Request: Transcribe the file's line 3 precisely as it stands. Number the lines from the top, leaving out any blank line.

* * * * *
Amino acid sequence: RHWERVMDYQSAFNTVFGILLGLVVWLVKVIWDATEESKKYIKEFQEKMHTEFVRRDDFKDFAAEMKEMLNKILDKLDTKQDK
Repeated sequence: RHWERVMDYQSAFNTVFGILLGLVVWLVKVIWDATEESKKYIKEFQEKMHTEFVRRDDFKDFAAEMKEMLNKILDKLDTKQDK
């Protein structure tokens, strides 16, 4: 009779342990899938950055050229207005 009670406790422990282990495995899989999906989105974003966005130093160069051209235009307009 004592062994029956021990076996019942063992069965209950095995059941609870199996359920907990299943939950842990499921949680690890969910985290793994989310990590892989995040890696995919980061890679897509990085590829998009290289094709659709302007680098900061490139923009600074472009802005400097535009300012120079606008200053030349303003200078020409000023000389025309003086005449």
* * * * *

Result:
């Protein structure tokens, strides 16, 4: 009779342990899938950055050229207005 009670406790422990282990495995899989999906989105974003966005130093160069051209235009307009 004592062994029956021990076996019942063992069965209950095995059941609870199996359920907990299943939950842990499921949680690890969910985290793994989310990590892989995040890696995919980061890679897509990085590829998009290289094709659709302007680098900061490139923009600074472009802005400097535009300012120079606008200053030349303003200078020409000023000389025309003086005449």